The weird ways the year's biggest fad affects mobility
It's been barely a week since the launch of Pokemon Go - the smartphone app and game that exploded into popularity with a speed and impact that no other app has ever matched.
It smudges the line between video games and the real world.
And the part of the real world that's been the most impacted has been transportation.
Released last Wednesday, Pokemon Go is a mobile phone game that lets you catch over 150 Pokemon, colorful and cute cartoon monsters that are found everywhere around you, from your breakfast nook to the local chemist to abandoned bridge underpasses.
When you stumble upon one of these critters, they appear in your phone's camera app, as though they were really sitting atop your office desk.
It's a technique called augmented reality (AR), which overlays the visual elements of a virtual world over the real world.
To catch 'em all, players must physically venture far and wide, making walking treks and riding buses and driving across town with the dream of becoming a Pokemon master.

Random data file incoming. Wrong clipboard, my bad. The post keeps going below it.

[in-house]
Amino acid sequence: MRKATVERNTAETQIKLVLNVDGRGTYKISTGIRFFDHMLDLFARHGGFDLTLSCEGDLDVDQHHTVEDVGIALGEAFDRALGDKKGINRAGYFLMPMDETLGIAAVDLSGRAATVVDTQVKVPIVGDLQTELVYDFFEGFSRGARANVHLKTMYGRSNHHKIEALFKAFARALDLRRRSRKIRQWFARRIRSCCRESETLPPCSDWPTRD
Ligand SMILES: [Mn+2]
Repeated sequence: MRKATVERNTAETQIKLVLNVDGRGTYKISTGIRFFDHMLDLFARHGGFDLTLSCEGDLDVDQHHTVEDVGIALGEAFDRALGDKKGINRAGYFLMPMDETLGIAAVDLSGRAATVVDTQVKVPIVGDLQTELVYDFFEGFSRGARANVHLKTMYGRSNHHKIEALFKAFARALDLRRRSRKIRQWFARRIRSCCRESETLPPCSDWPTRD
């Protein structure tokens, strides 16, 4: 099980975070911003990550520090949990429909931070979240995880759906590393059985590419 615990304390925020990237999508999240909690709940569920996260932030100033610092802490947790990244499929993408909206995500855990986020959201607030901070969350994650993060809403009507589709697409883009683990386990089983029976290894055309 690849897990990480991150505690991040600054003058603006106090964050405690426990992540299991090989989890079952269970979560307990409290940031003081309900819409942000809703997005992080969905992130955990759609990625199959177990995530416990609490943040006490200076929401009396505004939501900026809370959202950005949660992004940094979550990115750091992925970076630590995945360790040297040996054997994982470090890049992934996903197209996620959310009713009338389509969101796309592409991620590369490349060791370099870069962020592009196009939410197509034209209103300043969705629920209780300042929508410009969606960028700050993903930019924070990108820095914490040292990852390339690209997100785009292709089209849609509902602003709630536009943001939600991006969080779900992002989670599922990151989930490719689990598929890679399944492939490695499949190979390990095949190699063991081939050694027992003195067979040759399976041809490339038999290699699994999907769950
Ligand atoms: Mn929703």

Pokemon is hardly new: The original game launched on Nintendo's Game Boy 20 years ago, and the series has gone on to become one of Nintendo's most recognisable, popular, and profitable franchises.
Since its original release in 1996, countless sequel games, spinoffs, movies, and TV series have been released.
But Pokemon Go has triggered a wave of Pokemania that hasn't been seen since the pop culture empire's initial debut back in the '90s.
The new app has more daily users than Twitter and more social engagements than Facebook.
Since the game depends so heavily on real world elements, it's developed extremely sticky relationships with public transit and how people get from point A to point B.
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